Just Don’t Call It BBQ




Lockhart, Texas, which is located 30 minutes south of Austin, was designated by the state legislature as the “Barbecue Capital of Texas. It makes sense, as the pounds of meat its restaurants churn out per week far outnumber the town’s 11,000 residents. Black’s, which advertises itself as the oldest barbecue joint in Texas owned by one family, was a favorite of LBJ; Smitty’s has a heavy brick barbecue pit that’s about a hundred years old; and Kreuz Market (pronounced “Krites”), which started as a meat market at the turn of the 20th century, is consistently named one of the top barbecue joints in Texas and the U.S.

These places offer a Biblical experience: visitors are confronted by open fire pits and clouds of smoke, a suffocating atmosphere that can be difficult to take while waiting to order. Somehow, employees cope. Customers order beef brisket, pork ribs, and ham by the pound and receive a pile of meat on butcher paper and not much else–no barbecue sauce, no forks. Rugged men in Western wear drink local Shiner Bock beer or Big Red soda while pulling apart brisket with their fingers.

Rick Schmidt, owner of Kreuz Market, talked to me about why Texas barbecue is so special and which Manhattan barbecue pit has his endorsement.

ESTHER WEISBROD: What do you think makes barbecue from around here so special?

RICK SCHMIDT: Here at Kreuz Market, we still do things the hard way. Our pits are labor intensive, nothing automatic about ‘em. We buy the best meat we can for cooking and lightly season it. We like the way meat tastes-we don’t want to cover it up. We just enhance it. And we get our flavor using local post oak wood and mild seasoning. Lot of places, competition barbecue cook-offs and stuff, they put so much stuff on it trying to find that secret flavor, and I can remember my father saying it, he said, “The Kreutz’s said it: ‘The secret here is not what you put on it, it’s what you leave off.'”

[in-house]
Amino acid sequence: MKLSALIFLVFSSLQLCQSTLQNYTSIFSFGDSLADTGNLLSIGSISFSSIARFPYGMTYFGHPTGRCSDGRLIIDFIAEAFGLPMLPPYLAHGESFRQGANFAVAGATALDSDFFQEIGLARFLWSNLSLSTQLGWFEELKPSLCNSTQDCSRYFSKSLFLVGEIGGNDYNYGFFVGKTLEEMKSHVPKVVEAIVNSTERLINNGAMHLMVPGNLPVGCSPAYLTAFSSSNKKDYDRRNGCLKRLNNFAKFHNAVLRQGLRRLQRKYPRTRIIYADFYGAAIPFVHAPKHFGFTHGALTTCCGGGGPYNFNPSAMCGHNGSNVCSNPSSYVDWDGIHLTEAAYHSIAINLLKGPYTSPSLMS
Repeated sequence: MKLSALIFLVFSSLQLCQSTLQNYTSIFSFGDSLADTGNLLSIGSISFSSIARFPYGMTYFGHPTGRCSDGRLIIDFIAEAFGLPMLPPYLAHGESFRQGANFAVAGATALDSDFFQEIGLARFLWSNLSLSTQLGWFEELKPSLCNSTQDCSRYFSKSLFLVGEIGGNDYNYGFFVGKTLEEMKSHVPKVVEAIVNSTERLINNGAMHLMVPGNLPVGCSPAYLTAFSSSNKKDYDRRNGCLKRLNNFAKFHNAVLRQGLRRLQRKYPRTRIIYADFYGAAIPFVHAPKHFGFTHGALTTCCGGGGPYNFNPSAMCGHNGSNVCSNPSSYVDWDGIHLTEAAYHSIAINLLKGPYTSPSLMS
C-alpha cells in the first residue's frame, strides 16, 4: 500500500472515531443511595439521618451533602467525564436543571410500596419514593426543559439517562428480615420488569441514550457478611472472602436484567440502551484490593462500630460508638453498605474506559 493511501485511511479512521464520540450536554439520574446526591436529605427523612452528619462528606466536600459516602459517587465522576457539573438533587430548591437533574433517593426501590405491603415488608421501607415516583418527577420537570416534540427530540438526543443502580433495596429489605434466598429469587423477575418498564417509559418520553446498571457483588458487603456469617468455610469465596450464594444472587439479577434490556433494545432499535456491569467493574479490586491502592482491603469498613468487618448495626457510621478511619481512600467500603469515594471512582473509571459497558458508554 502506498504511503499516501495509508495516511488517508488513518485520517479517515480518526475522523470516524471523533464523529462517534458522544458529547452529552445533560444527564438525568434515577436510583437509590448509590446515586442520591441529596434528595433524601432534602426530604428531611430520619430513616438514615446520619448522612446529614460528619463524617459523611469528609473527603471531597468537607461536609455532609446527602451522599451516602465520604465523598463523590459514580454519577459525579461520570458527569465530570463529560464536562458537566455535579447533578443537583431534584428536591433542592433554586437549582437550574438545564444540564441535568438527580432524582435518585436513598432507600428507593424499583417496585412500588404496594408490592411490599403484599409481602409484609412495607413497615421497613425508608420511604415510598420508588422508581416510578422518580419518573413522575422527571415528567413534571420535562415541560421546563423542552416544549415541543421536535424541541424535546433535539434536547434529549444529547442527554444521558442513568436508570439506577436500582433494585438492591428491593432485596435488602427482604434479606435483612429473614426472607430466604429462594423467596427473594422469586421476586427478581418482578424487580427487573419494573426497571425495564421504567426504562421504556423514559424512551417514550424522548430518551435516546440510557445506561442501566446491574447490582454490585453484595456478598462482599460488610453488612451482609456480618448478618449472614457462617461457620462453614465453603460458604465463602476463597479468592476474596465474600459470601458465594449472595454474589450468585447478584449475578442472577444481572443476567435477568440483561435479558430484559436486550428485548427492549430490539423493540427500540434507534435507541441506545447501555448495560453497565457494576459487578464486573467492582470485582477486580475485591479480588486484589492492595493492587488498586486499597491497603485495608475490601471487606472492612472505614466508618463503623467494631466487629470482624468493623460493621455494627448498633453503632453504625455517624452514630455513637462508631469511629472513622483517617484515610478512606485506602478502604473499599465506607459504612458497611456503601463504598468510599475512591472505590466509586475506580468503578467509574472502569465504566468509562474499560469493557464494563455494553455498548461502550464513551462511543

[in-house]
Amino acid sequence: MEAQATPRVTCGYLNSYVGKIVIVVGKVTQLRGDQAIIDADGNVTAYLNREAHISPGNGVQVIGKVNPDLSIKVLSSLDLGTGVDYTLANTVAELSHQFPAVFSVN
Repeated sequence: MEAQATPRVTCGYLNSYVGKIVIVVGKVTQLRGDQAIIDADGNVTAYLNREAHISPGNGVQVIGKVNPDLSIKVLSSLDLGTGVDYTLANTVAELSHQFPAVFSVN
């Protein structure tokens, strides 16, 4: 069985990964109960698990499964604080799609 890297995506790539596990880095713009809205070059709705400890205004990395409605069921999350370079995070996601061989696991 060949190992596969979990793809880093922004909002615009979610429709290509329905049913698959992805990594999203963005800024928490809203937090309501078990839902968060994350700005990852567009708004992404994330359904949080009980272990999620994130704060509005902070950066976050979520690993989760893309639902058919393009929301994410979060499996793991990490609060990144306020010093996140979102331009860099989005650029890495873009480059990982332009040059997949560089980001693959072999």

WEISBROD: I see you’re reading a Dallas Morning News article about Hill Country Barbecue in New York? Have you been there?
SCHMIDT: I went up and helped ‘em open.  The owner’s father and I grew up together. His father’s from Lockhart—the Glosserman family, and they had a Glosserman Chevrolet and they also had a clothing store here in town. Michael and I graduated together from high school. And Marc [Glosserman, owner of Hill Country] always wanted to be in the barbecue business. It’s hard to do it from a long ways off, and they have different laws and everything up there as to what they can do. You know they can’t have open fires like we have here. I did show them how to cook on those pits, similar to what we do here. They do a good job, with what they have to work with up there. It’s a different world.
WEISBROD:  They don’t have Shiner, and restaurants sell cans of Lone Star for $5 and up.
SCHMIDT: In Mark’s defense, it wasn’t because he didn’t try. For some reason, Shiner doesn’t have distribution up there or doesn’t want it. It might be a market they can’t handle. The brewery might be running at capacity. But he’s tried. Before he got Big Red up there, we were buying it here and shipping it to him, just trading dollars, we weren’t marking it up, just trying to help him out.

WEISBROD: Any tips for barbecue novices?

SCHMIDT: I’ll give you one rule of thumb, which hasn’t failed me yet: you can tell the authenticity of a barbecue place by whether or not they spell out “barbecue.” You see it a lot of ways- barbeque, BBQ, bar-b-q. If you find the ones that spell it out, you can just about go in there and find out they’ve been around a long time. I learned that from my father, who wouldn’t have his name on anything that spelled barbecue the other way, and he learned that from the Kreutzes. When you’re looking around and you see “bar-b-q” or however they want to write it up there, and it’s not spelled right, they’re pretty new-pretty new means 50 years or less.